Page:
Jean Craighead George's My Side of the Mountain Series


                    Great idea! Some years I keep track of books read and some years I don't...this year I am keeping track. I set a goal of reading 52 books this year. I'm a librarian and have to read books for my job (some of which I don't enjoy or wouldn't choose on my own), so I am only counting books that I choose to read for my own enjoyment. Sometimes those book lists will intersect and sometimes they won't.

                    1. Bringing Columbia Home, Michael Leinbach
                    2. The ABC Murders, Agatha Christie
                    3. Dumb Witness, Agatha Chriatie
                    4. The only woman in the room, Marie Benedict
                    5. Sparkling Cyanide , Agatha Christie
                    6. Pride and Prejudice, Jane Austen
                    7. Destination Unknown, Agatha Christie
                    8. The Library Book, Susan Orlean
                    9. Bibliotech: Why libraries matter more than ever in the age of Google, John Palfrey
                    10. The Nightingale, Kristen Hannah
                    11. A Mother's reckoning, Sue Kleibold
                    12. Lilac Girls, Martha Hall Kelley
                    13. Victoria's Daughters, Jerrod Packard
                    14. The Pioneers: The heroic story of the settlers who brought the American ideal west, David McCullough
                    15. Educated, Tara Westover
                    16. The Daughter's Tale, Armando Lucas Correa
                    17. Fall and Rise : the story of 9/11, Michael Zuckoff
                    18. The angel court affair, Anne Perry
                    19. Treachery at Lancaster gate, Anne Perry
                    20. Lady First: the workers of First Lady Sarah Polk
                    21. A well behaved woman: a novel of the Vanderbilts, Theresa Anne Fowler
                    22. A Thousand pieces of you, Claudia Gray
                    23. Ten thousand skies above you, Claudia Gray
                    24. Indianapolis: The true story of the worst sea disaster in U.S. Naval history and the fifty year fight to exonerate an innocent man, by Lynn Vincent and Sara Vladic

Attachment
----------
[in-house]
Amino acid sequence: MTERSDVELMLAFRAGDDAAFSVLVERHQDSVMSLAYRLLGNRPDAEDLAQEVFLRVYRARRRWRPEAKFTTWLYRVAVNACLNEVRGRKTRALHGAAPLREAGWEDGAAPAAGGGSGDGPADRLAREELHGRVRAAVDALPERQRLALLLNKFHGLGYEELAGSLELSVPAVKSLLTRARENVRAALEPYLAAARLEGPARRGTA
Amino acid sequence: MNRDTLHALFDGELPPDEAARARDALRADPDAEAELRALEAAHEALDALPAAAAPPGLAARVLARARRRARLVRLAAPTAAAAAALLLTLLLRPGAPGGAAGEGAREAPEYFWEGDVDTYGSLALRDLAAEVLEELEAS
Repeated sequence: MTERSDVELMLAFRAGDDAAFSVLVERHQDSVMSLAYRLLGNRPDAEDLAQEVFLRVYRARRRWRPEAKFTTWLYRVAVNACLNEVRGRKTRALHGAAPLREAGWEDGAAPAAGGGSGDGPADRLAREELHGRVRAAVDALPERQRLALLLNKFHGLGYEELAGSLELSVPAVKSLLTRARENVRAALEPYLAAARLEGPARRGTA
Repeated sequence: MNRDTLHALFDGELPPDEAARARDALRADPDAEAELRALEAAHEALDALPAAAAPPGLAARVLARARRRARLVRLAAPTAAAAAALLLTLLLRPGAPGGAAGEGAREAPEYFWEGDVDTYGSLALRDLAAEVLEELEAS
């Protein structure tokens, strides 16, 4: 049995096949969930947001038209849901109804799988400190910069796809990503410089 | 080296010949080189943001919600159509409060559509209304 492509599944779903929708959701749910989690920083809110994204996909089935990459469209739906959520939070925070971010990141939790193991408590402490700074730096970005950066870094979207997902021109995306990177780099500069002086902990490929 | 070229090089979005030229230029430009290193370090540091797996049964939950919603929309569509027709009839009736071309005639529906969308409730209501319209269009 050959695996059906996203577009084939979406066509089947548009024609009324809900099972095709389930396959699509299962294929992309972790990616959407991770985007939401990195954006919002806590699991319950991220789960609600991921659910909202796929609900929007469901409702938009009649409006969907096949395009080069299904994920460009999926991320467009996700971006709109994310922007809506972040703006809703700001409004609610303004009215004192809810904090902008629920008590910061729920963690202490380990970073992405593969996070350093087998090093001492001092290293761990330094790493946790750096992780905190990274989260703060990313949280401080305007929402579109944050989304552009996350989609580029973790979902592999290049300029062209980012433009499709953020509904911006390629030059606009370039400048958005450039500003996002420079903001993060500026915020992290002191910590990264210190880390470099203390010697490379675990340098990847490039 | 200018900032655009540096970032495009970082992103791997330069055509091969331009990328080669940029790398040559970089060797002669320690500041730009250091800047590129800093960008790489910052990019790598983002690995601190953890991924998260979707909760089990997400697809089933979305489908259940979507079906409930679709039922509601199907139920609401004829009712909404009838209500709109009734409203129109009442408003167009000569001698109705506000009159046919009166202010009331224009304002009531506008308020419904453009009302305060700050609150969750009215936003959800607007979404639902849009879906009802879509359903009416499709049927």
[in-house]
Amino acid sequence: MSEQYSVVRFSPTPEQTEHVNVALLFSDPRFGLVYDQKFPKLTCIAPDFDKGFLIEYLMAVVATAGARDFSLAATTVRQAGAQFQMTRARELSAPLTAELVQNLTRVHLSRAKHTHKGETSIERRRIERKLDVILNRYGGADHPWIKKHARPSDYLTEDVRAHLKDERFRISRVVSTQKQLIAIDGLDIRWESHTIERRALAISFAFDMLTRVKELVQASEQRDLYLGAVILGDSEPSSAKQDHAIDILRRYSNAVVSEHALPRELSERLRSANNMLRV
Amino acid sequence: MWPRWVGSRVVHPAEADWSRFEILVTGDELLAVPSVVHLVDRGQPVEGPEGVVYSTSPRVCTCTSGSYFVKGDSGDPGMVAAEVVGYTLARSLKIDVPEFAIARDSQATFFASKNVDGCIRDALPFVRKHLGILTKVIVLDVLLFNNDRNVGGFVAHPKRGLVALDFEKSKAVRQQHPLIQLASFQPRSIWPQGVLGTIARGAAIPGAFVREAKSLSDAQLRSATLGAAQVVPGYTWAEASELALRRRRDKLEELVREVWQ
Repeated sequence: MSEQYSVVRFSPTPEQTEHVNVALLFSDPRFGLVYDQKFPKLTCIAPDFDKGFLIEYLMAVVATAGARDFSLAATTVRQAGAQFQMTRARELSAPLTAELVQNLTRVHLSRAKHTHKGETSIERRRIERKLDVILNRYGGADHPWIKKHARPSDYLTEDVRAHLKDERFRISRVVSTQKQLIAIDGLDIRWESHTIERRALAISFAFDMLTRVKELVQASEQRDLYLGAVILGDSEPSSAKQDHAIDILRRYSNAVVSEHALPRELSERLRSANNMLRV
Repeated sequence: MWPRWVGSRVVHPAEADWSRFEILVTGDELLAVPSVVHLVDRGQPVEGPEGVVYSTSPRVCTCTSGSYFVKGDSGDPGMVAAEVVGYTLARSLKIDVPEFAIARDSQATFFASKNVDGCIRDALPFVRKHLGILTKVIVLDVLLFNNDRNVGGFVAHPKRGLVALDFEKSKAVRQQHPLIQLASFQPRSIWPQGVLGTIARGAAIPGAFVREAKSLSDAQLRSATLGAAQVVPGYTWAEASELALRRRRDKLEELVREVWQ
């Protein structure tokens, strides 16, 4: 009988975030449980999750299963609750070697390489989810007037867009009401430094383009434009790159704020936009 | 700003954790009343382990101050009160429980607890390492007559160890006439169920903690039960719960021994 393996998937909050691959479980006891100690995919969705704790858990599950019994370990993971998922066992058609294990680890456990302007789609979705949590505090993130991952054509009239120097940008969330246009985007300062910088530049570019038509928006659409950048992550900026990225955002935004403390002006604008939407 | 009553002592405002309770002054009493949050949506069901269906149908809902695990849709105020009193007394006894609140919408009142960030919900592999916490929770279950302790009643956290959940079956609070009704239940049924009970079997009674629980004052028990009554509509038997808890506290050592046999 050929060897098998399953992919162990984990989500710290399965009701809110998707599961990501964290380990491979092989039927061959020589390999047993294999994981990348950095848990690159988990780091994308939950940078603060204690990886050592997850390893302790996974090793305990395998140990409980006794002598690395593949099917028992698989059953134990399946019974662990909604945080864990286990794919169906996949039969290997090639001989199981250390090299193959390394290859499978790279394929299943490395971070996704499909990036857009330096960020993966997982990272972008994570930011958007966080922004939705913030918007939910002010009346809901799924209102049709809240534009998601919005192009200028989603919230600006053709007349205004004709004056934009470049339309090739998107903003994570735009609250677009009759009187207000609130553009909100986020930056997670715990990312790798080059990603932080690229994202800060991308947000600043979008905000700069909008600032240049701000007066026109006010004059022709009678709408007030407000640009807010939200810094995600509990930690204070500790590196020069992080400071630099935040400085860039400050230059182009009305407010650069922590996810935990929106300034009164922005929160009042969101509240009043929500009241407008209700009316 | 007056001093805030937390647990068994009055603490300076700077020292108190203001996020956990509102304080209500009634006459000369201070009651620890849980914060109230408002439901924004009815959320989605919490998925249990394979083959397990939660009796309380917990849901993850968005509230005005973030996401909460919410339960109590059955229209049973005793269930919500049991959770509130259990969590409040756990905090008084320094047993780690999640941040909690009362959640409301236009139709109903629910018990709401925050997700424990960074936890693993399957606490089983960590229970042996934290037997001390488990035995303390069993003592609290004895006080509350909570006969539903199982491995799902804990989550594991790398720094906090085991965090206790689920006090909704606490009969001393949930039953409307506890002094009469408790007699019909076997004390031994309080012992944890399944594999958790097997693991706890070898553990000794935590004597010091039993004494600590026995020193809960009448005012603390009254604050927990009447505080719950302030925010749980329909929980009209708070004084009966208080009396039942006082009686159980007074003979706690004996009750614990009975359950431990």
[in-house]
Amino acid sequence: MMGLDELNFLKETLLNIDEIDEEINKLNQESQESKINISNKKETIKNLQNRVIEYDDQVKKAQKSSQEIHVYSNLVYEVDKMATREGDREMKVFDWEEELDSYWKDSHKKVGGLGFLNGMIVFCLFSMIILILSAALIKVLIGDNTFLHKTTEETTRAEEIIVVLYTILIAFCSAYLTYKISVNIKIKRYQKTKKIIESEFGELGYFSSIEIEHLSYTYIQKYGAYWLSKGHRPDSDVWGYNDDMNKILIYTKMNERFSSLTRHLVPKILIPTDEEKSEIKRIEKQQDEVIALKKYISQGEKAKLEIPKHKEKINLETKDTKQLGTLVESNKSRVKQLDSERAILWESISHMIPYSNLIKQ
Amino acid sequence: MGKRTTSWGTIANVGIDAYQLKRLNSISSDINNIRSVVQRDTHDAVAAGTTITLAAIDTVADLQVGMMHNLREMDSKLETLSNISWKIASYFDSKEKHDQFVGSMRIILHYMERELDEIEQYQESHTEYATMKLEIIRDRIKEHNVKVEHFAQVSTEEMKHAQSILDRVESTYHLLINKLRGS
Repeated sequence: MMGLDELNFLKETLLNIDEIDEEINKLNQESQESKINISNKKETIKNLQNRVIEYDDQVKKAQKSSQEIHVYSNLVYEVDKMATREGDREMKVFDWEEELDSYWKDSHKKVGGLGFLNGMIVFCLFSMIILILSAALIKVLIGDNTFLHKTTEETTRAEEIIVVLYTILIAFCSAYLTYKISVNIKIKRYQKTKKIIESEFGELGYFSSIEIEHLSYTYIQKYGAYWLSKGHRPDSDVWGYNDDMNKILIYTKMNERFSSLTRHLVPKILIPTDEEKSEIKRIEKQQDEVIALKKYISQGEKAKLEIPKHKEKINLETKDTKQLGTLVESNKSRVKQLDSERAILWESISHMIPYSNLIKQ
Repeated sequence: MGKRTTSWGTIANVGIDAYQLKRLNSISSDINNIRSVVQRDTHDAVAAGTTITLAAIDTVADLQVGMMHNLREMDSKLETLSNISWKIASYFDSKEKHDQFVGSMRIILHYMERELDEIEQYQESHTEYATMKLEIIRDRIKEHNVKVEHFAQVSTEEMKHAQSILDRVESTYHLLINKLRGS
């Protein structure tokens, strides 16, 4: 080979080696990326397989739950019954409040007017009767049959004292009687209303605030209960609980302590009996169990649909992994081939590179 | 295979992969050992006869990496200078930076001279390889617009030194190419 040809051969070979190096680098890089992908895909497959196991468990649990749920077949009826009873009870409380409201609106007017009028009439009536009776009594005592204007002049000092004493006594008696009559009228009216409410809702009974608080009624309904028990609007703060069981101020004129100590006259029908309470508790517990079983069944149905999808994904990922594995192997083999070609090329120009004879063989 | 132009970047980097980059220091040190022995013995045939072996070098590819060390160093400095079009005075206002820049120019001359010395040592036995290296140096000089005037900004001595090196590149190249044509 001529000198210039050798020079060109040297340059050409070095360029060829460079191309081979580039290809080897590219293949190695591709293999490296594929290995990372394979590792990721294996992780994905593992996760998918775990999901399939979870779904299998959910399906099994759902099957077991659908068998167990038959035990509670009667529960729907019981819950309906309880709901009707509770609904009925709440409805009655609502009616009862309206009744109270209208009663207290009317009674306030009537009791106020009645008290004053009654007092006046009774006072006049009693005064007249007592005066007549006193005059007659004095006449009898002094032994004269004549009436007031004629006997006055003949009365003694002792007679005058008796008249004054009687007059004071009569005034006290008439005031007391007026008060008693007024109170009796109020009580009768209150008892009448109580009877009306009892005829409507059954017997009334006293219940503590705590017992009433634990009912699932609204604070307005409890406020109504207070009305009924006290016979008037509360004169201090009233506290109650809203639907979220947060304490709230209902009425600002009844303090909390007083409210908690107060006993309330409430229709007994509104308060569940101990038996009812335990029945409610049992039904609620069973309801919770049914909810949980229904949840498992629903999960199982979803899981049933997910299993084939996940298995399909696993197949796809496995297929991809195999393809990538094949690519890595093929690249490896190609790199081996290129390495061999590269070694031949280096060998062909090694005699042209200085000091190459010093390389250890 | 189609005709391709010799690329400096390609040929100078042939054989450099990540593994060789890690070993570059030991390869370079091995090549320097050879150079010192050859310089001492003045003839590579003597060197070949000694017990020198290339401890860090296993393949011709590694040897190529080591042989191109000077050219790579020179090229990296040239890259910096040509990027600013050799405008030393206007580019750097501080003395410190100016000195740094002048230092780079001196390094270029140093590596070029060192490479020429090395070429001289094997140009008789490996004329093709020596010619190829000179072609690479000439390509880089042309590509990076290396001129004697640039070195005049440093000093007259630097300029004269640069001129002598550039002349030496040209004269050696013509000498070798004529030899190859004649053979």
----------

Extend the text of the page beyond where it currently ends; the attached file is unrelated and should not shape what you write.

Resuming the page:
25. Murder on the Serpentine, Anne Perry
                    26. The Weight of Ink, Rachel Kadish
                    27. The Mystery of Three Quarters, Sophie Hannah
                    28. Invisible: The forgotten story of the Black Woman Lawyer who Took Down America's Most Powerful Mobster, Stephen L. Carter
                    29. Twenty-one Days, Anne Perry
                    30. 13 Hours : The Inside Account of what Really Happened in Benghazi, Mitchell Zuckoff
                    31. The Greater Journey: Americans in Paris, David McCullough
                    32. Marching off the Map, Tim Elmore
                    33. The Seven Dials Mystery, Agatha Christie
                    34. Triple Jeopardy, Anne Perry
                    35. Dark Tide Rising, Anne Perry
                    36. Jimmy Stewart: A Biography, Marc Eliot
                    37. Towards Zero, Agatha Christie
                    38. The Royal Secret, Lucinda Riley
                    Last edited by LibraryKntr; 09-04-2019, 11:04 PM. Reason: adding books


                    • Woolfan
                      Woolfan commented
                      Editing a comment
                      Hmmm, going to add the Bibliotech book to my "want to read" list! 🤔

                    • LibraryKntr
                      LibraryKntr commented
                      Editing a comment
                      Bibliotech is a fascinating book. I was at a conference this spring and the author was on one if the panels. He calls himself an accidental librarian (and has since moved on to other educational jobs...he will be the head of the MacArthur Foundation beginning this summer), it his insights resonate with me a great deal.

                    What a great topic, and a great way to find new books of possible interest! I also don't keep track, so I'll have to start from today forward. Currently reading "Strange Weather" by Joe Hill (one of Stephen King's sons), and "The Witch Elm" by Tana French. "Strange Weather" is a set of four short novels, and I'm loving it.
                    ​"​​​​Be with those who help your being "- Rumi


                      I would love to join in on the fun. I have been in a bit of a reading slump and haven't tracked what I have read in a while. but here it goes
                      Books I am reading now. It is usually 3 or 4 and they are normally different genres
                      1 Fellowship of the Ring , this is my 7th or 8 reread of it and am amazed that I forgot what a good writer Tolkien is
                      2 12 Rules for Life. by Jordon Peterson
                      3the bullet Journal Method by Ryder Carol

                      I hope to be finishing the Bullet Jounal Method this week and my Reading club makes up its mind on the next book we will be reading before that.

                      "But I don't want comfort. I want God, I want poetry, I want real danger, I want freedom, I want goodness. I want sin."
                      Aldous Huxley (Brave New World)